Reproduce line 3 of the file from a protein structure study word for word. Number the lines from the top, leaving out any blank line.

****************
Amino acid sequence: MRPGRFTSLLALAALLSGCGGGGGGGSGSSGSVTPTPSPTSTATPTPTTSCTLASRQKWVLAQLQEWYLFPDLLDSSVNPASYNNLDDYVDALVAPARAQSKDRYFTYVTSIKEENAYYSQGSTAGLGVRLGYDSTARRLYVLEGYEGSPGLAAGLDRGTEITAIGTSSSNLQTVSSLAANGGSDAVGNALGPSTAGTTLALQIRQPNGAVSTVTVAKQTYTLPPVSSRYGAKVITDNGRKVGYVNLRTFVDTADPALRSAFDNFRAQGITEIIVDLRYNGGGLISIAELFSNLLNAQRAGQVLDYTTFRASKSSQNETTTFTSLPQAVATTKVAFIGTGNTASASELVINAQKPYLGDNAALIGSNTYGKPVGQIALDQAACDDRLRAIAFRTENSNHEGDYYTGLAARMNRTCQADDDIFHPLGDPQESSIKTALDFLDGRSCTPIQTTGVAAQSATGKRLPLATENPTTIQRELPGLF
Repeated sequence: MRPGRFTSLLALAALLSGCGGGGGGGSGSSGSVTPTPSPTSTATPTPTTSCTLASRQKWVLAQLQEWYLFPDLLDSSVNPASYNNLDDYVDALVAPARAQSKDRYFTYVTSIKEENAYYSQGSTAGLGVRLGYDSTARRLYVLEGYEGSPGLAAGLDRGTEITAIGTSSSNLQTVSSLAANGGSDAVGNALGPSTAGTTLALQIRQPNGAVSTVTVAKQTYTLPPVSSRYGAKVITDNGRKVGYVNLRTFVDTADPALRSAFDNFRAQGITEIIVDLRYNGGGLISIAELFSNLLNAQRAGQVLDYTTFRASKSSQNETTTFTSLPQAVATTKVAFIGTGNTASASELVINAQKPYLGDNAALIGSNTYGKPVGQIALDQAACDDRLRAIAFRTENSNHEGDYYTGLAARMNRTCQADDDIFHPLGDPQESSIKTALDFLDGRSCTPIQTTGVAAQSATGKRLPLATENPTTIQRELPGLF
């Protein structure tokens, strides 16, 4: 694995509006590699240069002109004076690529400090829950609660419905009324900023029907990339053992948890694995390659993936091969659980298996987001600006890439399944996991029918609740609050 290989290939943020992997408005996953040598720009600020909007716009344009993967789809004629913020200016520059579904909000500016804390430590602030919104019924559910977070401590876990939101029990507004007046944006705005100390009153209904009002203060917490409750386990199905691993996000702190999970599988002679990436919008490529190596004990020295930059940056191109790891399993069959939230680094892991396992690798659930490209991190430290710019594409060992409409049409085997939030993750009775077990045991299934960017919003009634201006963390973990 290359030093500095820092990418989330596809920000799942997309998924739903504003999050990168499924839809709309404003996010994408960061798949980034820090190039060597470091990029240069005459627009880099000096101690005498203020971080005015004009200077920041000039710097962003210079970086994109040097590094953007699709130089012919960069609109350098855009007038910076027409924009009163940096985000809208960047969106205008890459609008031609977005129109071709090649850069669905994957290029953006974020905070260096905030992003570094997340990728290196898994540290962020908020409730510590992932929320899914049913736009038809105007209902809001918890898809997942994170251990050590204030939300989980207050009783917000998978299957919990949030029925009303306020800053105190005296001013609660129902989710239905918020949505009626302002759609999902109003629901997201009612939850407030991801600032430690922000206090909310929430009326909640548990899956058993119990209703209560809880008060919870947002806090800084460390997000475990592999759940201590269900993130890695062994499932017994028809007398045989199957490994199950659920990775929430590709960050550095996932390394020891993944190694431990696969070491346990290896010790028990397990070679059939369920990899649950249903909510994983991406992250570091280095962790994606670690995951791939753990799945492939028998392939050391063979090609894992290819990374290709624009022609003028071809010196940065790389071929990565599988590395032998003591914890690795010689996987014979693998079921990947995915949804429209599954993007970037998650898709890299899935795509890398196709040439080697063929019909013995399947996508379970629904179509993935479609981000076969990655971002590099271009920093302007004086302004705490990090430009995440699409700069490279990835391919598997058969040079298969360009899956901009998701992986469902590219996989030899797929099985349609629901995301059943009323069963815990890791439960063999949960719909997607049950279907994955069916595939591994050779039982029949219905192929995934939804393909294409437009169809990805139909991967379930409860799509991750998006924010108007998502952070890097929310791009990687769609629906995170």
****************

């Protein structure tokens, strides 16, 4: 694995509006590699240069002109004076690529400090829950609660419905009324900023029907990339053992948890694995390659993936091969659980298996987001600006890439399944996991029918609740609050 290989290939943020992997408005996953040598720009600020909007716009344009993967789809004629913020200016520059579904909000500016804390430590602030919104019924559910977070401590876990939101029990507004007046944006705005100390009153209904009002203060917490409750386990199905691993996000702190999970599988002679990436919008490529190596004990020295930059940056191109790891399993069959939230680094892991396992690798659930490209991190430290710019594409060992409409049409085997939030993750009775077990045991299934960017919003009634201006963390973990 290359030093500095820092990418989330596809920000799942997309998924739903504003999050990168499924839809709309404003996010994408960061798949980034820090190039060597470091990029240069005459627009880099000096101690005498203020971080005015004009200077920041000039710097962003210079970086994109040097590094953007699709130089012919960069609109350098855009007038910076027409924009009163940096985000809208960047969106205008890459609008031609977005129109071709090649850069669905994957290029953006974020905070260096905030992003570094997340990728290196898994540290962020908020409730510590992932929320899914049913736009038809105007209902809001918890898809997942994170251990050590204030939300989980207050009783917000998978299957919990949030029925009303306020800053105190005296001013609660129902989710239905918020949505009626302002759609999902109003629901997201009612939850407030991801600032430690922000206090909310929430009326909640548990899956058993119990209703209560809880008060919870947002806090800084460390997000475990592999759940201590269900993130890695062994499932017994028809007398045989199957490994199950659920990775929430590709960050550095996932390394020891993944190694431990696969070491346990290896010790028990397990070679059939369920990899649950249903909510994983991406992250570091280095962790994606670690995951791939753990799945492939028998392939050391063979090609894992290819990374290709624009022609003028071809010196940065790389071929990565599988590395032998003591914890690795010689996987014979693998079921990947995915949804429209599954993007970037998650898709890299899935795509890398196709040439080697063929019909013995399947996508379970629904179509993935479609981000076969990655971002590099271009920093302007004086302004705490990090430009995440699409700069490279990835391919598997058969040079298969360009899956901009998701992986469902590219996989030899797929099985349609629901995301059943009323069963815990890791439960063999949960719909997607049950279907994955069916595939591994050779039982029949219905192929995934939804393909294409437009169809990805139909991967379930409860799509991750998006924010108007998502952070890097929310791009990687769609629906995170």